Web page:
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Being the American abroad

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Senior Staff

SEPTEMBER 27, 2019

When I first got to campus in summer 2018, my backpack was covered in political pins. Just three months later, when I boarded my flight to London to study abroad, my backpack was bare. Not a single pin. All because I didn’t want to seem American.

You see, my pins would have given me away. From the one with Bernie Sanders’ face on it to the one that says “Vote November 3” with an American flag, they all scream “I’m an American.” And I just didn’t want that in the land of nationalized healthcare and one of the best public transportation systems in the world. 

Now, don’t get me wrong: I do like this country. We have a lot to be proud of, including freedom of the press, our passionate people and our entrepreneurial spirit. With the current occupant in the White House and the stereotypes other countries seem to have about our citizens, however, I’ve found myself hesitant to openly proclaim my Americanness. 

When people find out that you are an American, it’s all they want to talk about. In the pub, in a lift, on the Tube … it doesn’t matter.

It’s always: “Did you vote for Donald Trump?” “How did that happen?” “Do you know any Trump supporters?”

I’ve been asked all of these questions. And while I am an inherently political person, it can get exhausting after a while to constantly explain the government of my country, especially when it is a government that I don’t necessarily support. It would be much easier to pretend to be Canadian, although maybe not right now with Trudeau’s alleged blackface, so I always just attempted to avoid the subject. 

Everywhere I went in Europe, it was really important to me to hide my national origins at all costs, which included intentionally downplaying all stereotypes — some correct and some incorrect — about Americans. 

We are thought of as loud, so I always tried to be the quietest person in the room. We are known for stopping in the middle of doorways and blocking sidewalks, so I always made sure to be out of the way as much as possible. We are thought of as dumb, so I tried to sound as educated and intelligent as possible.

Obviously, avoiding my Americanness wasn’t always realistic. I didn’t speak the native language everywhere I traveled, so at times, I was forced to rely on my American English to get by. I didn’t have a cool accent like the Londoners or the Scots (nor did I try to have one). I still tried to seem like I knew what I was doing, however. I knew where I was, and that I was an American.

Looking back, this was probably not completely necessary. As mean and judgmental as I thought Europeans might be about my nationality — with their superior environmental protections and rich history — in reality, they were really nice.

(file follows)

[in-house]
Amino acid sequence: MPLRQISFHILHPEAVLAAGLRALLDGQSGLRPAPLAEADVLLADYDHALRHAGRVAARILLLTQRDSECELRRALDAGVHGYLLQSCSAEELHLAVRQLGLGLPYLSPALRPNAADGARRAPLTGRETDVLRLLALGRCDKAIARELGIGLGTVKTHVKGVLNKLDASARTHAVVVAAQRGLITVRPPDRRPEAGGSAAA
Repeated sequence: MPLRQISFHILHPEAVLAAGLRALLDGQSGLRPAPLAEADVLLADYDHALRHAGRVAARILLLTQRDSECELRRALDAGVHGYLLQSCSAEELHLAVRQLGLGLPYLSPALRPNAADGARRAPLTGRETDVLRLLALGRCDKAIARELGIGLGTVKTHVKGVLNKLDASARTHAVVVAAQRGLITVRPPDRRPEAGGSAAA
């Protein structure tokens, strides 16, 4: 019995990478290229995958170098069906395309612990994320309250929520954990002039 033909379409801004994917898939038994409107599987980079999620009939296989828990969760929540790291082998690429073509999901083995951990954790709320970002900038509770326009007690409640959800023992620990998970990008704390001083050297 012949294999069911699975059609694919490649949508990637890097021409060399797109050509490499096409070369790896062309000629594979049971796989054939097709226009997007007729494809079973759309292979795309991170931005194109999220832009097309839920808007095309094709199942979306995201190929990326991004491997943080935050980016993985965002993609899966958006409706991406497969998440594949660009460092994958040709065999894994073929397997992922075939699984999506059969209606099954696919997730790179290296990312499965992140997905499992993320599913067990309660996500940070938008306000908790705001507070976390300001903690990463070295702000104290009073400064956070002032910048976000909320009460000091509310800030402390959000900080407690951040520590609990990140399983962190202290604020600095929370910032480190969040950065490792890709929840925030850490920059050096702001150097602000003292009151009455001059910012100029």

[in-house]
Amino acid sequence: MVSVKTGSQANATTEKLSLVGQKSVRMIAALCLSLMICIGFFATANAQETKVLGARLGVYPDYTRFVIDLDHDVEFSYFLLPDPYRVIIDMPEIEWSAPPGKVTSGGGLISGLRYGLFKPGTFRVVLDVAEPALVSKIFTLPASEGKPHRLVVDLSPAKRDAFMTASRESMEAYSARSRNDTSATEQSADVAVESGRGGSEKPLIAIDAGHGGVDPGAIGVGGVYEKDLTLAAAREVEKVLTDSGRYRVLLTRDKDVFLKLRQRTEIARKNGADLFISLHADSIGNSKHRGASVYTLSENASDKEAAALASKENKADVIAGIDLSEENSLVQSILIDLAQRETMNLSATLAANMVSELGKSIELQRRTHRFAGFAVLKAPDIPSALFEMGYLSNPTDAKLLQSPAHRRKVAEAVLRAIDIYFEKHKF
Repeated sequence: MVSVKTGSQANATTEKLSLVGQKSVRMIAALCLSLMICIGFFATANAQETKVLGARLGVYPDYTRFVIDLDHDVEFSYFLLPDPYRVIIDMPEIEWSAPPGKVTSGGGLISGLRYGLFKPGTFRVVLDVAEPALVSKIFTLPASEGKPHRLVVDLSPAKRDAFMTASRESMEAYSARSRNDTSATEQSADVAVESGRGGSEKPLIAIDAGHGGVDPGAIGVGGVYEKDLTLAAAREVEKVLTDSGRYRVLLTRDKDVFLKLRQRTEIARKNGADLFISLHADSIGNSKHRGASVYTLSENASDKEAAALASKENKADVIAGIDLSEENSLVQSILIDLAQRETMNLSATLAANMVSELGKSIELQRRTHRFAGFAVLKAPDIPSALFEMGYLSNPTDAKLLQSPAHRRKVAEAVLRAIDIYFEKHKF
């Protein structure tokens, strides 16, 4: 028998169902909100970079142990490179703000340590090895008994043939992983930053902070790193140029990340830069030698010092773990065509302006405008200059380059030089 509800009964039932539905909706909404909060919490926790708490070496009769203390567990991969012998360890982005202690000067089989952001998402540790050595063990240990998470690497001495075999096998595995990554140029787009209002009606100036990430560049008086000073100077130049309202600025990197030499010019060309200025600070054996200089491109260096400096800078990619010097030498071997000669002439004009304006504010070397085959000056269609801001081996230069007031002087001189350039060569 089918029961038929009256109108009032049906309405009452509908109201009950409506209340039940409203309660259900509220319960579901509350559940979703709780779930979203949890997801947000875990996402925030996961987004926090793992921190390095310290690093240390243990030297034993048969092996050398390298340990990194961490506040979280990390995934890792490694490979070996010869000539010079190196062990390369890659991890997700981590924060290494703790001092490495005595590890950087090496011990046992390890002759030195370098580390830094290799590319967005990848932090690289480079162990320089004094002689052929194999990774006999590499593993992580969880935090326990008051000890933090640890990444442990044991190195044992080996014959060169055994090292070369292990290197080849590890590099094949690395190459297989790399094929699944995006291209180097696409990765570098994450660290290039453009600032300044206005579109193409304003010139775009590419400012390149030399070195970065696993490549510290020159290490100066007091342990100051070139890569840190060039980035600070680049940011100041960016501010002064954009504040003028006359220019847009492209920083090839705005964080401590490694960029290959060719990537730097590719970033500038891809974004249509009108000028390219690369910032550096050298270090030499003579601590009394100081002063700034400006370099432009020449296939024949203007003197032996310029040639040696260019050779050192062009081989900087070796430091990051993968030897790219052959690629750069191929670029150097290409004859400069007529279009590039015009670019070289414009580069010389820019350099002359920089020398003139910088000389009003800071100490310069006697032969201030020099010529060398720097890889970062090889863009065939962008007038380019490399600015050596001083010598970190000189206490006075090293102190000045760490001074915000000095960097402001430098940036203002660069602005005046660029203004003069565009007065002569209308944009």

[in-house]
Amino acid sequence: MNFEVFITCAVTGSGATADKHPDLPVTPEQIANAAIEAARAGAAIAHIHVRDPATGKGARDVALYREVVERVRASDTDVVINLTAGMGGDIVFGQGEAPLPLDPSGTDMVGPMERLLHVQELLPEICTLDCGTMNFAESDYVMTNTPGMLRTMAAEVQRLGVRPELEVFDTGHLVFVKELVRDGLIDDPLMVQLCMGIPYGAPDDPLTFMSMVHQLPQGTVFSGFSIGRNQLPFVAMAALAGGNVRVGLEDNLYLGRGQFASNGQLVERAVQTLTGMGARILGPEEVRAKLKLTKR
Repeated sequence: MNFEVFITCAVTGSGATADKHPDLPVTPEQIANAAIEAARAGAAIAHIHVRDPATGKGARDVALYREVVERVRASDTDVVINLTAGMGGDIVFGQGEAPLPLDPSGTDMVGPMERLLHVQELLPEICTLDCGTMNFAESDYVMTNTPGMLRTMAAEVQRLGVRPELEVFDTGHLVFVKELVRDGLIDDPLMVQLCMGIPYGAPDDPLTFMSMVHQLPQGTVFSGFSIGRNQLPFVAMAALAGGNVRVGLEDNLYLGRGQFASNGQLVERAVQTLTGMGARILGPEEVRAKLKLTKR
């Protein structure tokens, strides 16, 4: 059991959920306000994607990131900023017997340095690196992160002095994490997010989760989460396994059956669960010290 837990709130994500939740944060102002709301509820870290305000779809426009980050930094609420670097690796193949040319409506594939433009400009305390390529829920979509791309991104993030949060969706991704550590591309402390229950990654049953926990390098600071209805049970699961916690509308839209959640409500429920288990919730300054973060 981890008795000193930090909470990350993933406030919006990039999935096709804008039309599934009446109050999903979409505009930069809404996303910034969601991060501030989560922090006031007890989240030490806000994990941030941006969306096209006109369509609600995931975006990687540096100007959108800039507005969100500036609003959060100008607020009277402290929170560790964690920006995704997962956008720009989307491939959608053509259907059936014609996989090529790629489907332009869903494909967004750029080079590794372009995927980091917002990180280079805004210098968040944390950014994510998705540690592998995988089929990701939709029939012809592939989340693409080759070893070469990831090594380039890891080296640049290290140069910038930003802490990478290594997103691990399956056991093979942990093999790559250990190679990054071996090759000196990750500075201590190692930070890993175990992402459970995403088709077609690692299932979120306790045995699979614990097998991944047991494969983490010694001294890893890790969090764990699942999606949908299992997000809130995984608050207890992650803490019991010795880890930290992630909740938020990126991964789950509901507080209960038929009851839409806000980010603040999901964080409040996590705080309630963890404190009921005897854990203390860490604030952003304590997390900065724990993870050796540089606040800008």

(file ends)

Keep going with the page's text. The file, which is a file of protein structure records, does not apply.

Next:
Even when they did find out that I was American, most people were more curious than disgusted. My anxiety and shame were misplaced.

Some of their perceptions of Americans were even kind of funny. 

I was sitting in on a park bench one evening reading when two college-aged British boys sat next to me. When we got to talking, they asked me where I was from. I begrudgingly admitted that I was from the United States. They asked what state, and I, more proudly, responded, “California.” Their response was priceless.

“Oh, so do you smoke weed?” they asked. 

Another association that always makes me chuckle is the perception of Americans’ fashion choices. 

Apparently, according to one of my British friends, we are known for always wearing exercise clothing, even when we aren’t exercising. While the British may have the moral high ground on a lot of issues, they don’t have it on this. I will forever be proud of being from a country with comfortable clothes, as anyone who has seen me in my yoga pants can attest. 

What I learned through all of this is that there are worse things to be than an American. At least we have comfortable clothes, freedom of speech and that entrepreneurial spirit to be proud of. 

There is also international camaraderie to be had when criticizing the White House together. Being American doesn’t make me a Trump supporter or loud and inconsiderate. It just makes me proud to live in a multifaceted country with so many assets and so much potential. 

I’m planning to go abroad again, and I think I’ll do it differently this time. The pins will likely stay on my backpack, and I’ll be less ashamed of this country that I call home. Because, after all, I am American.

Contact Kate Finman at [email protected].

SEPTEMBER 27, 2019